Anyone who has gone the FBR route (essentially claiming citizenship – and with it the right to an Irish passport – through a grandparent born in Ireland) will know that the procedure was very expensive and very, very slow.
To use the official speak: A person born to a parent who, although not born in Ireland, was otherwise an Irish citizen at the time of the parent's birth, can become an Irish citizen by applying for Foreign Births Registration. In other words, if your Irish grandparent left Ireland before your parent was born, you are entitled to claim Irish citizenship.
To do so, you have to have your name added to the Foreign Births Register.
For the last five weeks or so the old manual application system has been suspended while an online procedure was put in place on the Department of Foreign Affairs website. This is now live.
However, the procedure is still far from automated. Basically, you fill in the form online, print it off, complete with your application number, and then spend a few weeks getting together all the documents you need.
A typical application has to follow the familiar genealogical trail, so would involve submission of the following documents:
- Birth certificate of Ireland-born grandparent
- Marriage certificate of Ireland-born grandparent
- Copy of passport, identity document or death certificate of Ireland-born grandparent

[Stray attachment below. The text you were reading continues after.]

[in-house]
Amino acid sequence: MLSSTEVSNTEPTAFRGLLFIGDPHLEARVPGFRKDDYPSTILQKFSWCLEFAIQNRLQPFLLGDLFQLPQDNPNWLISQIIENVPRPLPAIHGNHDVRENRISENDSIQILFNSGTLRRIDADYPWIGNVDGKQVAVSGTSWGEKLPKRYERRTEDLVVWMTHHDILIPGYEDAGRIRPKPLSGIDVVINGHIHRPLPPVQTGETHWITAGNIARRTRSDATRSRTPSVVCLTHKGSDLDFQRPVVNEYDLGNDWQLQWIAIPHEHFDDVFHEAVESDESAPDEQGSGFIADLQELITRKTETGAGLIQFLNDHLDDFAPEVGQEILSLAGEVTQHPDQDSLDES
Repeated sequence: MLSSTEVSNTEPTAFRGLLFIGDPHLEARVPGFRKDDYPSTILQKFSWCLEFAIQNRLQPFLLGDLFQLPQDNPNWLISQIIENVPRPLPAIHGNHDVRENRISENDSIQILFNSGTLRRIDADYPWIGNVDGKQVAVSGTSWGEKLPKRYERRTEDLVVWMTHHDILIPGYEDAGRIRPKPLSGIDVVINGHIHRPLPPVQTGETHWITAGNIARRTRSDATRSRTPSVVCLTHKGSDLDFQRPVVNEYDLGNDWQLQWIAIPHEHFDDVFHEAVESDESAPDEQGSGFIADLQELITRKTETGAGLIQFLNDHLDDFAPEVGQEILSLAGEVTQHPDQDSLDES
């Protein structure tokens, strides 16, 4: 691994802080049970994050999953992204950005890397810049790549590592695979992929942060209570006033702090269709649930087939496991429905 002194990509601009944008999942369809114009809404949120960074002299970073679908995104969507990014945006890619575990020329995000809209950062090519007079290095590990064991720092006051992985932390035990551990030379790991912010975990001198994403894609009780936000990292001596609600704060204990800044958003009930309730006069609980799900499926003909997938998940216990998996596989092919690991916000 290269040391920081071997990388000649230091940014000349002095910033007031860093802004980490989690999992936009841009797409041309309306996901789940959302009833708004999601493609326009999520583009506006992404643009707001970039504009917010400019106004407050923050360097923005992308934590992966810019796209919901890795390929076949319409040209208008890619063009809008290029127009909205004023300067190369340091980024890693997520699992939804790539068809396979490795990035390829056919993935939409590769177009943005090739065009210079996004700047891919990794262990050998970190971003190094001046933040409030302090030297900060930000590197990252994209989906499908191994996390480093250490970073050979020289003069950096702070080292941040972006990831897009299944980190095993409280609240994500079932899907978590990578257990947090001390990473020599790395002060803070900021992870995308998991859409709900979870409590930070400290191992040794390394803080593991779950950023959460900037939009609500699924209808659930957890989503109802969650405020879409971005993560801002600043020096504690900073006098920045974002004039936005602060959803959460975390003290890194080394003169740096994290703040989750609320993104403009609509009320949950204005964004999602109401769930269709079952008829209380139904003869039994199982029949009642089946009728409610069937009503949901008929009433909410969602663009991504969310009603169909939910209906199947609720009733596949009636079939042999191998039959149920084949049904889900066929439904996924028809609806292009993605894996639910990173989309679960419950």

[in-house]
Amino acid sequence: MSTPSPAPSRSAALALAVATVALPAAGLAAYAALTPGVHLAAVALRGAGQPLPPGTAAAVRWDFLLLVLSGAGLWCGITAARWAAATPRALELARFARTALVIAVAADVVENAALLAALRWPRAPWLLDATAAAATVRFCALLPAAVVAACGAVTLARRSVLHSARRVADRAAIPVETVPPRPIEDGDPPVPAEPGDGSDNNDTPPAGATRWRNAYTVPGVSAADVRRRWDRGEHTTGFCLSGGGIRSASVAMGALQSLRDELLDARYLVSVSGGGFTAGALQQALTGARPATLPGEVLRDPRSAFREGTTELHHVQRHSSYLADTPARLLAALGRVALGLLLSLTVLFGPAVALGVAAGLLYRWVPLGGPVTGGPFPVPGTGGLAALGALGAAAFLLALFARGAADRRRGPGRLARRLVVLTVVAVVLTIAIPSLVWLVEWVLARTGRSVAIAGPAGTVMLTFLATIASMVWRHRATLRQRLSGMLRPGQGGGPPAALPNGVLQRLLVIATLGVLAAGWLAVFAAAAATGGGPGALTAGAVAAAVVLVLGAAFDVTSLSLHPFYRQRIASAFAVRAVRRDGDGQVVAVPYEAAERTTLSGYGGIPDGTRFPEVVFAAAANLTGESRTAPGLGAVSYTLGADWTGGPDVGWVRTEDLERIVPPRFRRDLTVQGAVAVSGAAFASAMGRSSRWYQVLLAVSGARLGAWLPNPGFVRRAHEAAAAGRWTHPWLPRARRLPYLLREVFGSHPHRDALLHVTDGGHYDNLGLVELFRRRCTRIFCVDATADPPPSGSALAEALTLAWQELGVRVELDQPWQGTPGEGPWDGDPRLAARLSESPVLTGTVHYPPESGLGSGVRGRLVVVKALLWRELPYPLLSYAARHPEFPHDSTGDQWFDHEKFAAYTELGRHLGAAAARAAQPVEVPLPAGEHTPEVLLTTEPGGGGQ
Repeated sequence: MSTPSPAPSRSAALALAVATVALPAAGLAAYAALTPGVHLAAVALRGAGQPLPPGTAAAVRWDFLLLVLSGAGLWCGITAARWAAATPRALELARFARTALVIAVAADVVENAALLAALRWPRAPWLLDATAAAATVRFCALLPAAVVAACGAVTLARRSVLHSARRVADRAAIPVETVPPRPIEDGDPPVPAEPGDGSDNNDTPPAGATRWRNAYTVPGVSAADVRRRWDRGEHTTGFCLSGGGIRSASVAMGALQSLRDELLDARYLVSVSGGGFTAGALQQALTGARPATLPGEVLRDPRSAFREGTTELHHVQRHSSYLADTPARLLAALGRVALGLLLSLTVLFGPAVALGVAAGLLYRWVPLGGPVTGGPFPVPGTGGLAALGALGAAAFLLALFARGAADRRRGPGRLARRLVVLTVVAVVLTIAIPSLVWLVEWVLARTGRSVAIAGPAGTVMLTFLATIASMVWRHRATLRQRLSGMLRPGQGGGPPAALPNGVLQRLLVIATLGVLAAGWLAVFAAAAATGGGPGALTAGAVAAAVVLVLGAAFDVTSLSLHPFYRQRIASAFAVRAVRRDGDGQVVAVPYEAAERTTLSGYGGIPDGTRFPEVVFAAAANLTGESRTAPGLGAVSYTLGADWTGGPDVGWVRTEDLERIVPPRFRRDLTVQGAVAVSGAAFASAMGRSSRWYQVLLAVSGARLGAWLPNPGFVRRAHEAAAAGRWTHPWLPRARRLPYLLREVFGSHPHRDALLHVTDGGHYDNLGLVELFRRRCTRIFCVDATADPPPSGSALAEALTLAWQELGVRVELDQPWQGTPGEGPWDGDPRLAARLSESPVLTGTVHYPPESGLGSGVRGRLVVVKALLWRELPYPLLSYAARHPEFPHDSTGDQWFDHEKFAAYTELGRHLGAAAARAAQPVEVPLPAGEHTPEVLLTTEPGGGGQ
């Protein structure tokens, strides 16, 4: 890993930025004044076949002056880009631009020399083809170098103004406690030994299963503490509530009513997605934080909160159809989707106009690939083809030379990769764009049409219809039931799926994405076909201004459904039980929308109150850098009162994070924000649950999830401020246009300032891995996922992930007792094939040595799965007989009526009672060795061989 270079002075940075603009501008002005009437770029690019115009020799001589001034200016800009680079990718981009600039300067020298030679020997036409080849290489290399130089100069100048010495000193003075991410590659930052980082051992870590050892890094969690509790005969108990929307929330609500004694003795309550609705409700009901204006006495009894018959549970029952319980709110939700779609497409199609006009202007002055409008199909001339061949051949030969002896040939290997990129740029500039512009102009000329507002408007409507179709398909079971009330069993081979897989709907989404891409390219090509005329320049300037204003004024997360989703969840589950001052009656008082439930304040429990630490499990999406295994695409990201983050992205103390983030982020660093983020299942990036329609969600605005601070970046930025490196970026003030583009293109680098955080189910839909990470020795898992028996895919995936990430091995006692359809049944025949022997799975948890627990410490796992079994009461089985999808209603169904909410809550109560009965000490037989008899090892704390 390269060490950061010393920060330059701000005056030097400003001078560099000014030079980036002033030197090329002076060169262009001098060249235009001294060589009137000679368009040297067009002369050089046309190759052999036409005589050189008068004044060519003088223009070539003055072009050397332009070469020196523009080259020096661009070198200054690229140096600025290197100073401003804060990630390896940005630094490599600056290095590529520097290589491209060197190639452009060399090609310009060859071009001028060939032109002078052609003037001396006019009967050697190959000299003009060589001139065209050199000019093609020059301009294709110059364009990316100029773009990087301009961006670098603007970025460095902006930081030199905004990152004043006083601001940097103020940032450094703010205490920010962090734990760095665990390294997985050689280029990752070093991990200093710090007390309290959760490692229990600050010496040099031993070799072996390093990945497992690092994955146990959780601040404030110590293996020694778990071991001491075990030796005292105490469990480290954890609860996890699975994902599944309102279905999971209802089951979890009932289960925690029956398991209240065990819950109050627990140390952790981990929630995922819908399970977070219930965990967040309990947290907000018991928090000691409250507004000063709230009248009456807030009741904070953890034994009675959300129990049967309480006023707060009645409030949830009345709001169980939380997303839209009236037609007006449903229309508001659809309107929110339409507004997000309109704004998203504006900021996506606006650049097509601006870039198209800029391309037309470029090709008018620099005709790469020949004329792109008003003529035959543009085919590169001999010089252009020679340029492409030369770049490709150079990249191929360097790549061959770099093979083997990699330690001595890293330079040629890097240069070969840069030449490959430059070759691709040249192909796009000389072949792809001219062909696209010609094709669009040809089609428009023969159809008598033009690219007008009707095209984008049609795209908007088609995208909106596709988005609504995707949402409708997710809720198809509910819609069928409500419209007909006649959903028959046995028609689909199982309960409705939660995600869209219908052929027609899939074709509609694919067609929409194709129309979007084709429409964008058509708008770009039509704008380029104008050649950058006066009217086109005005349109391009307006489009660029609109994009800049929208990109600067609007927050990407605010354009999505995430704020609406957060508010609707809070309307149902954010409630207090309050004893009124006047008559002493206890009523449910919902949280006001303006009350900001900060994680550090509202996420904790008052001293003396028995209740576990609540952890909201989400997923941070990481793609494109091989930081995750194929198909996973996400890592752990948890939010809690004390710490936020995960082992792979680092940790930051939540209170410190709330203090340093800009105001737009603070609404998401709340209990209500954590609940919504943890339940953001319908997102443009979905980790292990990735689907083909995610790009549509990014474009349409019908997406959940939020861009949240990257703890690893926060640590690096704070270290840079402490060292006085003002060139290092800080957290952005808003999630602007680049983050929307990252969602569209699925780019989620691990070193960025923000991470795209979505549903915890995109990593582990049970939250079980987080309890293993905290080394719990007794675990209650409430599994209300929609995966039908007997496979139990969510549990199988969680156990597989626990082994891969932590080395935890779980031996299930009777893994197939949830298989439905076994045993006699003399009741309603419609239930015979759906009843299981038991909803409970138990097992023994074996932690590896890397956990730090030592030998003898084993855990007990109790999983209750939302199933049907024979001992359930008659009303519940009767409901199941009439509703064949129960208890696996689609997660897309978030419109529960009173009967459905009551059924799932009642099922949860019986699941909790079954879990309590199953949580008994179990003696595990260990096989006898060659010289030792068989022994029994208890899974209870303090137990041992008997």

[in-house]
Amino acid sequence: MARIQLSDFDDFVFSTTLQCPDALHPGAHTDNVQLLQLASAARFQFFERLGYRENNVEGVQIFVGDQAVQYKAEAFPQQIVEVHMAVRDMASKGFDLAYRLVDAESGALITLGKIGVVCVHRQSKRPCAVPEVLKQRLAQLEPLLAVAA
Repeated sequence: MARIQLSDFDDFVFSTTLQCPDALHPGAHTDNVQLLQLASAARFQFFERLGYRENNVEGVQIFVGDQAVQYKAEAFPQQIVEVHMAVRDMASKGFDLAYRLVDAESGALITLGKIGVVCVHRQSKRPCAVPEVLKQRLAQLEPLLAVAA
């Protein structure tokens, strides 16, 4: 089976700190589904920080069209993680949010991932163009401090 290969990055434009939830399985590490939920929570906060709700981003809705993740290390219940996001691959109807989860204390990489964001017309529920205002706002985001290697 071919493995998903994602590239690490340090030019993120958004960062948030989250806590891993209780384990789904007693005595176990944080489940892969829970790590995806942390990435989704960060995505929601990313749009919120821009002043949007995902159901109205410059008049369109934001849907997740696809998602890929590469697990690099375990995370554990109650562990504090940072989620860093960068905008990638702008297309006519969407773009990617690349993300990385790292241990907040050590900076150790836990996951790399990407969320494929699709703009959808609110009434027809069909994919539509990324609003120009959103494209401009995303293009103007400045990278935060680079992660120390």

- Birth certificate of applicant's parent (child of Ireland-born grandparent)
- Marriage certificate of applicant's parents (if appropriate)
- Copy of passport, identity document or death certificate of applicant's parent (child of Ireland-born grandparent)
- Birth certificate of applicant
- Copy passport of applicant (or other identity document)
And then there's the cost of the application. For adults, the fee is €137, including an FBR certificate, which is needed for a subsequent passport application. For minors, it's €52.
Local embassies will set their own equivalents in their currencies.
The application, complete with all supporting documents and fee, is then submitted to the local embassy/mission.
Whether or not this speeds up the FBR process (I can't see much difference to the old system, except that an application number is allocated when the application form is submitted online) remains to be seen.
Department of Foreign Affairs/FBR applications: Official website.